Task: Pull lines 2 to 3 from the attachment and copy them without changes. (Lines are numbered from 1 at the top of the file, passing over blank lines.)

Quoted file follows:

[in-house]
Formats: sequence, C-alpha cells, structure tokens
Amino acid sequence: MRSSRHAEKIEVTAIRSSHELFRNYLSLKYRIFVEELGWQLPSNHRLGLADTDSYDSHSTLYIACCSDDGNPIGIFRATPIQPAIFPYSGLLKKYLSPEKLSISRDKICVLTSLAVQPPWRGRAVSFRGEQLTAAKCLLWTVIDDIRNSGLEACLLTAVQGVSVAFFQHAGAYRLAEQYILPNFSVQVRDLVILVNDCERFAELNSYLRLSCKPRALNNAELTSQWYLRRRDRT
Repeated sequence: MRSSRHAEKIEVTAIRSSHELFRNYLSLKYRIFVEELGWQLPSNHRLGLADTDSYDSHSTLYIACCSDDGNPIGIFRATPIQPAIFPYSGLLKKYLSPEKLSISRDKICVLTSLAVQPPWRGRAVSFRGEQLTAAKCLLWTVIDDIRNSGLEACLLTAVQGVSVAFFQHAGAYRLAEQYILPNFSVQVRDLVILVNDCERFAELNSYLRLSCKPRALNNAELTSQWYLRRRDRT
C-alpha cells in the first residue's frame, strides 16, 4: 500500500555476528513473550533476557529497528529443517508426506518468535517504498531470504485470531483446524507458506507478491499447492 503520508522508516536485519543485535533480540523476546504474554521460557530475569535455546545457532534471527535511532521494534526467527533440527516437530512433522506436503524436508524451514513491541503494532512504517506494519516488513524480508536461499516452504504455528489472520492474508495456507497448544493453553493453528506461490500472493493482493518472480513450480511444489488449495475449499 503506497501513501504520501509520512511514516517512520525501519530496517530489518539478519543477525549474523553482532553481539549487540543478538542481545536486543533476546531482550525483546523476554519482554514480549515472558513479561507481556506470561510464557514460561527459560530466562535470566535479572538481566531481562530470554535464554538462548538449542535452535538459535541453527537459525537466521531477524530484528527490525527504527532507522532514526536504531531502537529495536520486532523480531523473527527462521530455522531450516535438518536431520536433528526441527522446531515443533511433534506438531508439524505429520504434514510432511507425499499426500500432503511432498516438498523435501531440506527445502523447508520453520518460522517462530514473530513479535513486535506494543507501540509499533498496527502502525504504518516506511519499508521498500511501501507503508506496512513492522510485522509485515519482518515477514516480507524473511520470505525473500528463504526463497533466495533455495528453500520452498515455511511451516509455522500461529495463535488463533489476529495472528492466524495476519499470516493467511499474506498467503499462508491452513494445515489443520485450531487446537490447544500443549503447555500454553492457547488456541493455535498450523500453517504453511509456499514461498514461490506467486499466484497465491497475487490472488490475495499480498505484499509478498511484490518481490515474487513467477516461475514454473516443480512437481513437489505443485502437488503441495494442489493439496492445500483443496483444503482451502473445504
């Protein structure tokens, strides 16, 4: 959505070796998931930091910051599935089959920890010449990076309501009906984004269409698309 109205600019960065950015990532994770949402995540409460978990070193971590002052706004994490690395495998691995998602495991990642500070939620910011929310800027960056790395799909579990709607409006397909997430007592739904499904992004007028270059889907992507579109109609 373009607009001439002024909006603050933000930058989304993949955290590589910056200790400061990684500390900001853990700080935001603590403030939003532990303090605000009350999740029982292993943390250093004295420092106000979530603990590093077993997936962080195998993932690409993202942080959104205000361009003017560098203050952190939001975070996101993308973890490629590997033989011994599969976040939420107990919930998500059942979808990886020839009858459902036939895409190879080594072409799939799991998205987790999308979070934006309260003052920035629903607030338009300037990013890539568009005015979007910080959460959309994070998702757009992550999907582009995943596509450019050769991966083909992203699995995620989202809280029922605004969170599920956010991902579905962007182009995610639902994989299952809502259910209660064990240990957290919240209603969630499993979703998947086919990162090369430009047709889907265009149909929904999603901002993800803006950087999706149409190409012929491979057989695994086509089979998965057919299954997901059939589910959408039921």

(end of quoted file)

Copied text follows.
Formats: sequence, C-alpha cells, structure tokens
Amino acid sequence: MRSSRHAEKIEVTAIRSSHELFRNYLSLKYRIFVEELGWQLPSNHRLGLADTDSYDSHSTLYIACCSDDGNPIGIFRATPIQPAIFPYSGLLKKYLSPEKLSISRDKICVLTSLAVQPPWRGRAVSFRGEQLTAAKCLLWTVIDDIRNSGLEACLLTAVQGVSVAFFQHAGAYRLAEQYILPNFSVQVRDLVILVNDCERFAELNSYLRLSCKPRALNNAELTSQWYLRRRDRT